CHARLESTON, W.Va. — The difficulty of putting together a state budget got even more difficult for the legislature Thursday evening when the House Finance Committee defeated the cigarette tax bill, 21-3.
The bill (SB 420), as passed by the Senate, would have raised the current 55-cents-per-pack tax on cigarettes to $1.55 per pack. The bill also increased the taxes on other tobacco products from 7 to 12 percent and created a new tax on e-cigarette liquid.
Gov. Earl Ray Tomblin originally introduced the bill. His plan was to raise the tax by 45-cents a pack and funnel the money toward the $120 million funding hole in the Public Employees Insurance Agency’s health insurance plan for state workers.
The House Finance Committee returned the increase to 45 cents Thursday afternoon as it worked on the bill. It also approved two amendments eliminating the tax increases on the other tobacco products and the new e-cigarette liquid tax. But when it came time to vote on the full bill it was soundly defeated.
“As a member of the finance committee I want to do what’s necessary to lower taxes so the people have more money in their pockets and they can prosper,” Del. Marty Gearheart (R-Mercer) said. “By taxing those at the bottom rung, we are simply pushing ourselves down and making ourselves worse.”
The defeat of the bill means there’s still a hole in next fiscal year’s budget that totals $170 million with a little more than a week to go before the March 12 end of the regular session. The committee missed a good opportunity to begin filling that hole Thursday, Del. Bill Anderson (R-Wood) said.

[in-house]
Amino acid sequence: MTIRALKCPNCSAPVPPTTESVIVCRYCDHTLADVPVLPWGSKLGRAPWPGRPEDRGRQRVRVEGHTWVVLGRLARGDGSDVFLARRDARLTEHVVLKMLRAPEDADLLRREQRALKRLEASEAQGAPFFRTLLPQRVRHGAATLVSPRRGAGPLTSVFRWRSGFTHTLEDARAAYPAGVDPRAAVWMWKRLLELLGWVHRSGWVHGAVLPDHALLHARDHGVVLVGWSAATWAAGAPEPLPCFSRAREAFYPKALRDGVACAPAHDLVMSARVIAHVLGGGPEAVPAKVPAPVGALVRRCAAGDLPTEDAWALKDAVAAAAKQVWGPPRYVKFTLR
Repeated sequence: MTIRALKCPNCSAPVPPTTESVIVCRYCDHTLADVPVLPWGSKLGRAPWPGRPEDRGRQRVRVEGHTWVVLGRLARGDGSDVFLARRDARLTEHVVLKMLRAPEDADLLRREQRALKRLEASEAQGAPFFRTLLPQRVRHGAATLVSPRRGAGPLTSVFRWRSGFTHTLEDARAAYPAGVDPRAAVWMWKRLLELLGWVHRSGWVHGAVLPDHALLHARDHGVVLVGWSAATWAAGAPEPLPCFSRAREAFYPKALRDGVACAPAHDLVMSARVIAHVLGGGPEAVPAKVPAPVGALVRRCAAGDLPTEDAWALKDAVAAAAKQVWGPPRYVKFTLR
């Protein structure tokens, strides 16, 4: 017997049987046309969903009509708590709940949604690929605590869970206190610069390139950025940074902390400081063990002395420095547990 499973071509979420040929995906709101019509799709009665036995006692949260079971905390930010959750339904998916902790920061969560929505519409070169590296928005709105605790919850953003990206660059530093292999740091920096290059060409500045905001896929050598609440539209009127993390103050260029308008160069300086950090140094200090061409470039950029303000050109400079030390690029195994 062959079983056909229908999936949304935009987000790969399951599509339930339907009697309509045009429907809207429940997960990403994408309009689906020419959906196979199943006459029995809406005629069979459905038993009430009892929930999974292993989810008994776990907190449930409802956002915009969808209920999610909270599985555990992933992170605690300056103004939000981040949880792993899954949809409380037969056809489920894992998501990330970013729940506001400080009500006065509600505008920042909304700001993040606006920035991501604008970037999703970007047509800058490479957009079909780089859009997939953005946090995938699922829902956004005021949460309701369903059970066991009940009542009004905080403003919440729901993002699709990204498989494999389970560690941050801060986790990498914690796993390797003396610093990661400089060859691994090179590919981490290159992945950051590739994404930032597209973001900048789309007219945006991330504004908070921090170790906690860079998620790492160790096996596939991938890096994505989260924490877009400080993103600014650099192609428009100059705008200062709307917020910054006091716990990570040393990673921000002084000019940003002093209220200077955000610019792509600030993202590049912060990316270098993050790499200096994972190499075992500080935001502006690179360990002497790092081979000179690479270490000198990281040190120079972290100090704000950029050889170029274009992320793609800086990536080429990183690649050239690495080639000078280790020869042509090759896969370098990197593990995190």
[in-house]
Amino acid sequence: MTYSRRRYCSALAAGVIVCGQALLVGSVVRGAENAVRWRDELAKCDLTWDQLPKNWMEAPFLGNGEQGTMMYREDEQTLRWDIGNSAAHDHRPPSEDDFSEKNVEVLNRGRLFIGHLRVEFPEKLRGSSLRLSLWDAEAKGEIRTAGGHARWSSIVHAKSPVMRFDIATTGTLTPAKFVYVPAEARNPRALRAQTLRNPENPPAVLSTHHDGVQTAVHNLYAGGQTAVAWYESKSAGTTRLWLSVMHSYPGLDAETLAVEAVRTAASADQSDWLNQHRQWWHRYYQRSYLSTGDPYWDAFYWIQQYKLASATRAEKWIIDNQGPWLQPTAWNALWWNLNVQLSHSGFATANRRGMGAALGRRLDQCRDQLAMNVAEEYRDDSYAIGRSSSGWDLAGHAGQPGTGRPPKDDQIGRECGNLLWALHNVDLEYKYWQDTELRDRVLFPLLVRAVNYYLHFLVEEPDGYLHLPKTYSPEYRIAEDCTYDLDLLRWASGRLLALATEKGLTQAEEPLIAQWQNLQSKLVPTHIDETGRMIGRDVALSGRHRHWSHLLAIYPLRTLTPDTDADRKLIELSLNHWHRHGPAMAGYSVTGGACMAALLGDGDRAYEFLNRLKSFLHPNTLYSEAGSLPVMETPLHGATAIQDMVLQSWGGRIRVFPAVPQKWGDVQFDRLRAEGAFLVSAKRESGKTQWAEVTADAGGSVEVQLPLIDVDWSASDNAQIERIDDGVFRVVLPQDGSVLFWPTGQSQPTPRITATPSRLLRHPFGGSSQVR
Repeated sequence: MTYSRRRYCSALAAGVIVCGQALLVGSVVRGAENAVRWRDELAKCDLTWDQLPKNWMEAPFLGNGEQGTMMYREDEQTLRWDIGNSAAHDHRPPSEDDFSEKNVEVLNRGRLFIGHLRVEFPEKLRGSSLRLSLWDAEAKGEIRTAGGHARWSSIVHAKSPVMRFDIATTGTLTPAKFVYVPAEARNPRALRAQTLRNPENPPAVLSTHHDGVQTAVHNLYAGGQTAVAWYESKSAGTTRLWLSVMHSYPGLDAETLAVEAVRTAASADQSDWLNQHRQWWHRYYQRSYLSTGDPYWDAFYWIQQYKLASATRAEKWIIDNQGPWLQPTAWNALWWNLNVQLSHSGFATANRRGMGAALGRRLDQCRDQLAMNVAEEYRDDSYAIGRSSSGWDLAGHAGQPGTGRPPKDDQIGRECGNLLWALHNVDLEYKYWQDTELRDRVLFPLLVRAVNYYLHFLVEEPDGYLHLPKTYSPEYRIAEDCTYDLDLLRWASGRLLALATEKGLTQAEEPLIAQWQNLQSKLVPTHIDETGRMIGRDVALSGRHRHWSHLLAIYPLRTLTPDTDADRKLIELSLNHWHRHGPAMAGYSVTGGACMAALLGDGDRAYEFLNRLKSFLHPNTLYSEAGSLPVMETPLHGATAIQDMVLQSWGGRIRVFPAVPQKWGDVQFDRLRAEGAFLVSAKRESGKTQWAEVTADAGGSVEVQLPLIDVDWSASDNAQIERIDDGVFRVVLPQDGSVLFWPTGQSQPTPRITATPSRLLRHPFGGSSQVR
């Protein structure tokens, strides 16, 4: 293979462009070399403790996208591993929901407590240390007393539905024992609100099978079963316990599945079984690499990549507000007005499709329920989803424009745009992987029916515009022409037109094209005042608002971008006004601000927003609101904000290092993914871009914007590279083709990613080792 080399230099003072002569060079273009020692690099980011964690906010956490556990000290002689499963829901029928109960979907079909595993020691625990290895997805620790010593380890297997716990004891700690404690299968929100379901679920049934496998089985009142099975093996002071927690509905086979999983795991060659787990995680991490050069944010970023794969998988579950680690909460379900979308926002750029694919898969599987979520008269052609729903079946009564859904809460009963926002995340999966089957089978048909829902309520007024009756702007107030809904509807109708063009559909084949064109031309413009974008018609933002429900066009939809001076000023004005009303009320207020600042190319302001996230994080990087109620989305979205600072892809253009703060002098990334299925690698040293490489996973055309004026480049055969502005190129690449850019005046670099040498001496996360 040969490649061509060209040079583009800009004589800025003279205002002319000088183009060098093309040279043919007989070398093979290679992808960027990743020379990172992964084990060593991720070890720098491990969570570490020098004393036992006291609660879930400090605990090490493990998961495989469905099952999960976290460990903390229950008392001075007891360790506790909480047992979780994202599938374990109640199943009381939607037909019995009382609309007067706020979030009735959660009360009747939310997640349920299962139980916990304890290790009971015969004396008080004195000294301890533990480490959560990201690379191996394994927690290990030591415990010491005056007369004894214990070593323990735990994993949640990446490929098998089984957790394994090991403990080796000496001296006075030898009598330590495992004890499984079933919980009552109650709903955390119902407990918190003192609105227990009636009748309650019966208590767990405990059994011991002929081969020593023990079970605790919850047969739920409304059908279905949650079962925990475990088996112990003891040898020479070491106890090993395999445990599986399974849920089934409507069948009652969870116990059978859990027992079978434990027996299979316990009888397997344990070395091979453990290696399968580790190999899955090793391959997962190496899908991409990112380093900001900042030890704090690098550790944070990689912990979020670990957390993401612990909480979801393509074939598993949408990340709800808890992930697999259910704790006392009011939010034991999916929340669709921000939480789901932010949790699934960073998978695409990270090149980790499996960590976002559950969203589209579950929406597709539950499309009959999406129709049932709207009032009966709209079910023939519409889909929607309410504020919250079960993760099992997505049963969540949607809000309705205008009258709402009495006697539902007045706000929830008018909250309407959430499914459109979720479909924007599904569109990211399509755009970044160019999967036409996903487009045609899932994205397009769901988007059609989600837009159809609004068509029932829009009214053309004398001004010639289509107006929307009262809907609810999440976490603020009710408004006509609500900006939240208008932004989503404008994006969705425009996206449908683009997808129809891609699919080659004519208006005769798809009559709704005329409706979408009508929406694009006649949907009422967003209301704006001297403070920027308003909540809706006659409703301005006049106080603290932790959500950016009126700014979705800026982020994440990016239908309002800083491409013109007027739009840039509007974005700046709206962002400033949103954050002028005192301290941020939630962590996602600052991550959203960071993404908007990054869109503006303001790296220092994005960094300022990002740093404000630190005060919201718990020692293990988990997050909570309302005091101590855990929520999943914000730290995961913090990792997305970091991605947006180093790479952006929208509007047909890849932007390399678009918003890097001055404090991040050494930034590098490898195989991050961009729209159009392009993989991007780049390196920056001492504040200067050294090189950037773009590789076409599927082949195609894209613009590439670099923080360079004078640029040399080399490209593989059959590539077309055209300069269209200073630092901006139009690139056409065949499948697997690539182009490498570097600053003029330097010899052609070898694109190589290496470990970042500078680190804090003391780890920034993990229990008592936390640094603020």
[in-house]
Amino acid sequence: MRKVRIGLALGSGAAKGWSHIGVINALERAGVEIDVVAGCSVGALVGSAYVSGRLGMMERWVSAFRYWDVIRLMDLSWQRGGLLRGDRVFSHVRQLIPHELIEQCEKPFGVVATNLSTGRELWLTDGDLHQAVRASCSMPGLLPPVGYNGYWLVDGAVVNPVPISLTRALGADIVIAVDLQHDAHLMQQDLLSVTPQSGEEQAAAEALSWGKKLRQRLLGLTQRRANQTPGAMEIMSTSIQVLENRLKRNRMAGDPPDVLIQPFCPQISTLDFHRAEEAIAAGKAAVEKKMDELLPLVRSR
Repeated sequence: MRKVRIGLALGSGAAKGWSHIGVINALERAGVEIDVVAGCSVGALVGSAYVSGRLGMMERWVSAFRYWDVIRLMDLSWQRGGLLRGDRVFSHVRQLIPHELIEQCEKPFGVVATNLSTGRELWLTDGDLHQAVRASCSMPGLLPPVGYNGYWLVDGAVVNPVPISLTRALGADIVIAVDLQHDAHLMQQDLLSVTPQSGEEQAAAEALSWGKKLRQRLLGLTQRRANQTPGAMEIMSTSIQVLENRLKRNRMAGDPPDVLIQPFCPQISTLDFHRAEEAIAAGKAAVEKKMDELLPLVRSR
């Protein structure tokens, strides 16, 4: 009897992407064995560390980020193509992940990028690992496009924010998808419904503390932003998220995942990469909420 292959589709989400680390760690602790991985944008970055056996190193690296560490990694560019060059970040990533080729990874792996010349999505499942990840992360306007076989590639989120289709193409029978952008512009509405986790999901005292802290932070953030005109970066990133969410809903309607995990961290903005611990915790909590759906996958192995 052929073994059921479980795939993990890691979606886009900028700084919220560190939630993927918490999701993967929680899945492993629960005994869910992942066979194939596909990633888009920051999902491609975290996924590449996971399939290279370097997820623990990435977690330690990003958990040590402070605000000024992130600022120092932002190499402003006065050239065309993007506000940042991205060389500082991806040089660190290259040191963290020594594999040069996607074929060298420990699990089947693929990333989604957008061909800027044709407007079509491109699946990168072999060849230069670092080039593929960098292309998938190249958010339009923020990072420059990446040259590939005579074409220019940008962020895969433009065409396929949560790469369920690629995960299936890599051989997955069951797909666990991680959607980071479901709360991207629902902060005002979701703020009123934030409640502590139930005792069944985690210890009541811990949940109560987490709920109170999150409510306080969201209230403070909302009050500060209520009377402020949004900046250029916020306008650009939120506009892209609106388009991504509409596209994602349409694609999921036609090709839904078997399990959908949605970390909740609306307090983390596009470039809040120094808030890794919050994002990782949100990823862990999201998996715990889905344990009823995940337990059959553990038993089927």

“This is a reasonable proposal,” Anderson told the committee. “This moves us within the context of what is doable across the whole House.”
Delegates, both Republicans and Democrats, expressed concern about how the tax increase would impact border communities.
West Virginia Oil Marketers and Grocers Association President Jan Vineyard told them it would hurt.
“Border stability is our number-1 issue for the retail community. When we are not stable on our borders we have a difficult time,” Vineyard said. “It’s estimated that 50 percent of our population live close enough to a border that they will leave for some products.”
Vineyard told Del. Erikka Storch (R-Ohio) the tax increase would hurt her community.
“Forty-five cents certainly doesn’t hurt as much as a dollar. A dollar (per pack) absolutely destroys your area,” Vineyard told Storch. “Any tax is going to hurt.”
Those voting for the bill were Dels. Anderson, Cindy Frich (R-Monongalia) and Carol Miller (R-Cabell). Del. Steve Westfall (R-Jackson) was not in the committee room when the vote was taken.